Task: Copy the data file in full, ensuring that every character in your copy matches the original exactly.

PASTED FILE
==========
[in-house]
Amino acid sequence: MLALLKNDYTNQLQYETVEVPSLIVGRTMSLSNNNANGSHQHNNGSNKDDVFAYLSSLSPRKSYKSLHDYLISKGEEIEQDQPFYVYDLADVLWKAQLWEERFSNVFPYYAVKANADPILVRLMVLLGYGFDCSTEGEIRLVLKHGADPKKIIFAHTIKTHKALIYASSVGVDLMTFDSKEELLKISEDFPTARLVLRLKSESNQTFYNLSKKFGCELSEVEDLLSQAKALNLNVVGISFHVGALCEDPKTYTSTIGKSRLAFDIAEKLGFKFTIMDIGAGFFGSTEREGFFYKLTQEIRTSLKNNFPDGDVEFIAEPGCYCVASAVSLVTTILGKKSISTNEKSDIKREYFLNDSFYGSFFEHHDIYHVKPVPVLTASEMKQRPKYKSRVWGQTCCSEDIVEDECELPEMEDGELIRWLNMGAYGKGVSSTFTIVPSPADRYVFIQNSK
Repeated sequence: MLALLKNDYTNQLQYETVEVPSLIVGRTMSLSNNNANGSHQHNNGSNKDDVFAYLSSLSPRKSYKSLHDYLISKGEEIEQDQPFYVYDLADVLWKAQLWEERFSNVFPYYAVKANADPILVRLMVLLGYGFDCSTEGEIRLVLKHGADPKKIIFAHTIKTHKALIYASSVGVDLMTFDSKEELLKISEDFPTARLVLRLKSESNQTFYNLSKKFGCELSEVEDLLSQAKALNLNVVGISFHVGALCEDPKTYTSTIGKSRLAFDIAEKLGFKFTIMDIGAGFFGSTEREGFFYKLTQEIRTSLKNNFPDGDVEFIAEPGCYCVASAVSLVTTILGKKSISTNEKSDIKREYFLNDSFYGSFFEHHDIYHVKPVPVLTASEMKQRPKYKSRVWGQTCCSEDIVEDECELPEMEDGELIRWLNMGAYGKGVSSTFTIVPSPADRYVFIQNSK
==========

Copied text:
[in-house]
Amino acid sequence: MLALLKNDYTNQLQYETVEVPSLIVGRTMSLSNNNANGSHQHNNGSNKDDVFAYLSSLSPRKSYKSLHDYLISKGEEIEQDQPFYVYDLADVLWKAQLWEERFSNVFPYYAVKANADPILVRLMVLLGYGFDCSTEGEIRLVLKHGADPKKIIFAHTIKTHKALIYASSVGVDLMTFDSKEELLKISEDFPTARLVLRLKSESNQTFYNLSKKFGCELSEVEDLLSQAKALNLNVVGISFHVGALCEDPKTYTSTIGKSRLAFDIAEKLGFKFTIMDIGAGFFGSTEREGFFYKLTQEIRTSLKNNFPDGDVEFIAEPGCYCVASAVSLVTTILGKKSISTNEKSDIKREYFLNDSFYGSFFEHHDIYHVKPVPVLTASEMKQRPKYKSRVWGQTCCSEDIVEDECELPEMEDGELIRWLNMGAYGKGVSSTFTIVPSPADRYVFIQNSK
Repeated sequence: MLALLKNDYTNQLQYETVEVPSLIVGRTMSLSNNNANGSHQHNNGSNKDDVFAYLSSLSPRKSYKSLHDYLISKGEEIEQDQPFYVYDLADVLWKAQLWEERFSNVFPYYAVKANADPILVRLMVLLGYGFDCSTEGEIRLVLKHGADPKKIIFAHTIKTHKALIYASSVGVDLMTFDSKEELLKISEDFPTARLVLRLKSESNQTFYNLSKKFGCELSEVEDLLSQAKALNLNVVGISFHVGALCEDPKTYTSTIGKSRLAFDIAEKLGFKFTIMDIGAGFFGSTEREGFFYKLTQEIRTSLKNNFPDGDVEFIAEPGCYCVASAVSLVTTILGKKSISTNEKSDIKREYFLNDSFYGSFFEHHDIYHVKPVPVLTASEMKQRPKYKSRVWGQTCCSEDIVEDECELPEMEDGELIRWLNMGAYGKGVSSTFTIVPSPADRYVFIQNSK